I thought I wasn’t the exception. There were five successful female psychology researchers interviewed in an article. An Educ. I realized that this is common for top-performing academics. I admire and like the people who interviewed them. By hiding behind passion I was excusing my contribution to a culture of toxic burnout in research. The pressures are even greater for women like me who are immigrants or non-native English speakers. It’s time to speak out.

I sacrificed a lot during my years as a temporary lecture and post-doc, especially when publishing an extra paper would have cost me my grant. A mentor told me that the passport to academia is publications, so I filled every spare moment with writing. I wore wrist splints after a doctor said ice would ease my carpal tunnel syndrome.

Not being a native English speaker, I had to put in extra hours for each paper. The fear of being misunderstood by using the wrong word added to the stress of conference presentations and translated into regular pounding headaches and fatigue, which I still experience.

The pressure to perform sucked me into a negative spiral. I was stressed when I felt no need to say no, I feared saying yes, and became more stressed. I cut back on spending time with friends and on sleep. My boyfriend told me that I was married to my computer, and that he saw me typing a paper while on the beach. I am known to the ticket inspector on the late night commuter train because I habitually overslept. My family was not surprised by my illness.

Through a combination of hard work and luck, I got a permanent position early in my career. As a result of my climbing the career ladder, the workload has only increased more with requests for mentor, review, committee memberships, and other voluntary contributions to professional societies. The costs of making a mistake are also higher: if my lower performance delays a large grant, that can jeopardize several people’s salaries.


Women in academia: what we do, what we shouldn’t do, and how we can help to promote diversity in the 21st century

But my survival anxiety has lessened. Norway has a better work life balance than the United Kingdom but starting a family and moving there helped. I found that taking my hobby of writing poetry seriously was the best thing that I had ever done for my mental health. I’ve learned how to manage my calendar better and block out time to write, but not to feel guilty for setting out-of-office replies.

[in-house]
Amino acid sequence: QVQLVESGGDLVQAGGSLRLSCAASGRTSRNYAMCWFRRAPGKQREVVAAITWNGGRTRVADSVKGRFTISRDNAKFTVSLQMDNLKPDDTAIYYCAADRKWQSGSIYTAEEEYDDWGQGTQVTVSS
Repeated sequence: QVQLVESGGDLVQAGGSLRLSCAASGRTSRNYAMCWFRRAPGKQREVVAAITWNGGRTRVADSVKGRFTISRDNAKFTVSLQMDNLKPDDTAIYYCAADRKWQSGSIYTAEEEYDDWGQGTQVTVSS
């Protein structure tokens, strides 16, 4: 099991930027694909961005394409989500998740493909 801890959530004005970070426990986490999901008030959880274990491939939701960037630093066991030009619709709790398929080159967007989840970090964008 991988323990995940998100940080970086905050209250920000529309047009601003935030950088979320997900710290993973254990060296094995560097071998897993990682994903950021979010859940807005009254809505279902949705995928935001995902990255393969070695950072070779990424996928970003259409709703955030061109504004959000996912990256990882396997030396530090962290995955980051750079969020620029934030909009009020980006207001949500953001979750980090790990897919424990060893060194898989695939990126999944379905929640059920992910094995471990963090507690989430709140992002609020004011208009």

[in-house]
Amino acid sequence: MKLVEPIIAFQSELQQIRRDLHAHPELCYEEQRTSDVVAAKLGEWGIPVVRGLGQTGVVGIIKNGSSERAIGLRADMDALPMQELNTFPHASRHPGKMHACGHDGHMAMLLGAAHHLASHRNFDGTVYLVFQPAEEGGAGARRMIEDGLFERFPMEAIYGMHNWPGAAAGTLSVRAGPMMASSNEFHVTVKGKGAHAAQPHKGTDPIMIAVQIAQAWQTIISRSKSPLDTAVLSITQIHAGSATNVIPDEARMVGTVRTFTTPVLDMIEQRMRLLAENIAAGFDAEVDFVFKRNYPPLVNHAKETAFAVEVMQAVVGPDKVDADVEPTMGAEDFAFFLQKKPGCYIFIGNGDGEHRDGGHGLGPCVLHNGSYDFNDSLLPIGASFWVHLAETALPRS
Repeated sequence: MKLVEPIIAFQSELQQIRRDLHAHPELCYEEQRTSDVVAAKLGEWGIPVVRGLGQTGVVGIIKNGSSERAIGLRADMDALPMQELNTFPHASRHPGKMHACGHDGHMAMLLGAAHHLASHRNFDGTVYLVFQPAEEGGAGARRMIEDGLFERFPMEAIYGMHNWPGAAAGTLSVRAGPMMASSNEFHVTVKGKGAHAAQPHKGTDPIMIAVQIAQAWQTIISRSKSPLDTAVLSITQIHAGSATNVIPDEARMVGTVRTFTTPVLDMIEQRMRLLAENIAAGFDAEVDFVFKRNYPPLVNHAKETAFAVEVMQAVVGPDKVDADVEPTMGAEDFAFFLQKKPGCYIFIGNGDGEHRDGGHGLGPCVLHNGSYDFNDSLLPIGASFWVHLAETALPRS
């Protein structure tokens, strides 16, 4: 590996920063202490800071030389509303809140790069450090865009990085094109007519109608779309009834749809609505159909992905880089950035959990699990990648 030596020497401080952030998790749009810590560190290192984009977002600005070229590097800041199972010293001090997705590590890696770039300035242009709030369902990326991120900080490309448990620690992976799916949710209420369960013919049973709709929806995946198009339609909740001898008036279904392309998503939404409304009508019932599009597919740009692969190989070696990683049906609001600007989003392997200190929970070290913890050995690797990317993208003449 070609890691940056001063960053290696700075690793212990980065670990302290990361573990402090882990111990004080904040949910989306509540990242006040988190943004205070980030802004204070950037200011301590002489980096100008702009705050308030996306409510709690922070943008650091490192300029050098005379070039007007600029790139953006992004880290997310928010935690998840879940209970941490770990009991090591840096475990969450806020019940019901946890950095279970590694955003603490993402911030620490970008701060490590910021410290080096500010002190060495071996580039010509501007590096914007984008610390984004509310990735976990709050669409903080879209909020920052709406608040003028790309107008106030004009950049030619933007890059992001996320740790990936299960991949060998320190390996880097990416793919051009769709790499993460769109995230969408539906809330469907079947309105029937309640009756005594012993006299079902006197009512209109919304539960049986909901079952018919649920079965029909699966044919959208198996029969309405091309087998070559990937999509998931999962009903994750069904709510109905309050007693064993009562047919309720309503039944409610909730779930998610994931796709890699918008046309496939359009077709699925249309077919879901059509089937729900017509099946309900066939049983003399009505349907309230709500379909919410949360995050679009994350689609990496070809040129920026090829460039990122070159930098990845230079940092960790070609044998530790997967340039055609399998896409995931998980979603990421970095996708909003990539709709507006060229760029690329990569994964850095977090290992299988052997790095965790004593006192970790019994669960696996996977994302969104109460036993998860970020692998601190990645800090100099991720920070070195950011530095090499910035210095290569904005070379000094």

The extreme workload of my early career was unhealthy for me, and it’s unhealthy for others. I want to undo my contribution to this toxic culture of overwork, especially for groups that are disproportionately affected.

I see it as my responsibility to promote definitions of academic success that are not tied to extreme working hours. In the book Inspirational Women in Academia: Supporting Careers and Improving Minority Representation (2023), my colleague Loleta Fahad, who is head of career development at University College London, and I interview female academics and administrators. We share where we failed, what we wish we had known when we started at a university, and what the people in power could do to address systemic discrimination.

There is no limit to knowledge or the discovery process, which makes science fervour. But being passionate about our work should not be equated with working extreme hours. And it should not put extra pressure on women from marginalized backgrounds.

In a statement to Nature, NAS president Marcia McNutt says that the NAS does not reserve a set number of places in each year’s election for female scientists or other under-represented researchers. She claims that the reforms to the membership process have helped include a more diverse group of scientists.

The NAS advises the nation on science and technology matters, whereas the American Academy honours research excellence. Election to the academies is considered one of the highest honours a researcher can receive.

A comment on the increase in the number of female candidates at the IHEP conference in San Diego and the implication for the diversity of the student population

David Card, a professor at the University of California, Berkeley, said that the increase in membership did not seem to be due to an increase in qualified female candidates.